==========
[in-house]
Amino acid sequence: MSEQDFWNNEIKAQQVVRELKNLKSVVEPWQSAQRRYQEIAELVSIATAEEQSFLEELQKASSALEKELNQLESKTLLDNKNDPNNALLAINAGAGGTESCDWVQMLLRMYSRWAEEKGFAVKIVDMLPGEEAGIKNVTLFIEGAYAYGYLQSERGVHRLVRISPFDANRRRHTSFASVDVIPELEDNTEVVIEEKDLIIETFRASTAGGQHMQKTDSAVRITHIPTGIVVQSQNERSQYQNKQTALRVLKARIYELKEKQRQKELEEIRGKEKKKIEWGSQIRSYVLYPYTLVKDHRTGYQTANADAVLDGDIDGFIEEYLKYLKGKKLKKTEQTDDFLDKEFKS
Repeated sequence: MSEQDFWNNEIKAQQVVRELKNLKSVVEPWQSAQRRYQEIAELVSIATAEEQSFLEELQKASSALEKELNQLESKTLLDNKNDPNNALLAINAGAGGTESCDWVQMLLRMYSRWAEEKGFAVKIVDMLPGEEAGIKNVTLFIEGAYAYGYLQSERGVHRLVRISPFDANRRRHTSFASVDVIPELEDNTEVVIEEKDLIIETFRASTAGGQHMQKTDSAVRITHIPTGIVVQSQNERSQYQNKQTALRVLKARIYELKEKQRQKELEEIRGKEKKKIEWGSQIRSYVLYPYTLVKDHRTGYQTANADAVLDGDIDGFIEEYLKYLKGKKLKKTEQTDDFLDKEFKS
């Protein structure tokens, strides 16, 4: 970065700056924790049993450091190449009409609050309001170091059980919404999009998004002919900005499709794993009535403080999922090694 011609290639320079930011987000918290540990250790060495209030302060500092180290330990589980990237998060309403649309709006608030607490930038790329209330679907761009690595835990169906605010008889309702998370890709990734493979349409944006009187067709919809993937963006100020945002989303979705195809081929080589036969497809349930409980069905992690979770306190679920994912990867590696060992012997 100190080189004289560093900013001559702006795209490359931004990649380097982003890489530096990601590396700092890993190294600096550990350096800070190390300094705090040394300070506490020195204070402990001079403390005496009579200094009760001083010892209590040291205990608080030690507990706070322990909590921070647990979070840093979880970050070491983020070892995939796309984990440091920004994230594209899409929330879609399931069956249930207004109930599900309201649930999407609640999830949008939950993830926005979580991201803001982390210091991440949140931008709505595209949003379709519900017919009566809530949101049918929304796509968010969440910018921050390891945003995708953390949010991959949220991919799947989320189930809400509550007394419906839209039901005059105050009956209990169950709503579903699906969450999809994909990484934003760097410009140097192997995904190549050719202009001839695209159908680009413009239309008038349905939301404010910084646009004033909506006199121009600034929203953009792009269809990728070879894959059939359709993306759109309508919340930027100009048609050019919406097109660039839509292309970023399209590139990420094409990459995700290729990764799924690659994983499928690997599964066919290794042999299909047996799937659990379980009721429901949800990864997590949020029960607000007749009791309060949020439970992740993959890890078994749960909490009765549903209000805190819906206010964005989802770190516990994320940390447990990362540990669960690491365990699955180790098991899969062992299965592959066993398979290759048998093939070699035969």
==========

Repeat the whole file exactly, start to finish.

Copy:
[in-house]
Amino acid sequence: MSEQDFWNNEIKAQQVVRELKNLKSVVEPWQSAQRRYQEIAELVSIATAEEQSFLEELQKASSALEKELNQLESKTLLDNKNDPNNALLAINAGAGGTESCDWVQMLLRMYSRWAEEKGFAVKIVDMLPGEEAGIKNVTLFIEGAYAYGYLQSERGVHRLVRISPFDANRRRHTSFASVDVIPELEDNTEVVIEEKDLIIETFRASTAGGQHMQKTDSAVRITHIPTGIVVQSQNERSQYQNKQTALRVLKARIYELKEKQRQKELEEIRGKEKKKIEWGSQIRSYVLYPYTLVKDHRTGYQTANADAVLDGDIDGFIEEYLKYLKGKKLKKTEQTDDFLDKEFKS
Repeated sequence: MSEQDFWNNEIKAQQVVRELKNLKSVVEPWQSAQRRYQEIAELVSIATAEEQSFLEELQKASSALEKELNQLESKTLLDNKNDPNNALLAINAGAGGTESCDWVQMLLRMYSRWAEEKGFAVKIVDMLPGEEAGIKNVTLFIEGAYAYGYLQSERGVHRLVRISPFDANRRRHTSFASVDVIPELEDNTEVVIEEKDLIIETFRASTAGGQHMQKTDSAVRITHIPTGIVVQSQNERSQYQNKQTALRVLKARIYELKEKQRQKELEEIRGKEKKKIEWGSQIRSYVLYPYTLVKDHRTGYQTANADAVLDGDIDGFIEEYLKYLKGKKLKKTEQTDDFLDKEFKS
């Protein structure tokens, strides 16, 4: 970065700056924790049993450091190449009409609050309001170091059980919404999009998004002919900005499709794993009535403080999922090694 011609290639320079930011987000918290540990250790060495209030302060500092180290330990589980990237998060309403649309709006608030607490930038790329209330679907761009690595835990169906605010008889309702998370890709990734493979349409944006009187067709919809993937963006100020945002989303979705195809081929080589036969497809349930409980069905992690979770306190679920994912990867590696060992012997 100190080189004289560093900013001559702006795209490359931004990649380097982003890489530096990601590396700092890993190294600096550990350096800070190390300094705090040394300070506490020195204070402990001079403390005496009579200094009760001083010892209590040291205990608080030690507990706070322990909590921070647990979070840093979880970050070491983020070892995939796309984990440091920004994230594209899409929330879609399931069956249930207004109930599900309201649930999407609640999830949008939950993830926005979580991201803001982390210091991440949140931008709505595209949003379709519900017919009566809530949101049918929304796509968010969440910018921050390891945003995708953390949010991959949220991919799947989320189930809400509550007394419906839209039901005059105050009956209990169950709503579903699906969450999809994909990484934003760097410009140097192997995904190549050719202009001839695209159908680009413009239309008038349905939301404010910084646009004033909506006199121009600034929203953009792009269809990728070879894959059939359709993306759109309508919340930027100009048609050019919406097109660039839509292309970023399209590139990420094409990459995700290729990764799924690659994983499928690997599964066919290794042999299909047996799937659990379980009721429901949800990864997590949020029960607000007749009791309060949020439970992740993959890890078994749960909490009765549903209000805190819906206010964005989802770190516990994320940390447990990362540990669960690491365990699955180790098991899969062992299965592959066993398979290759048998093939070699035969």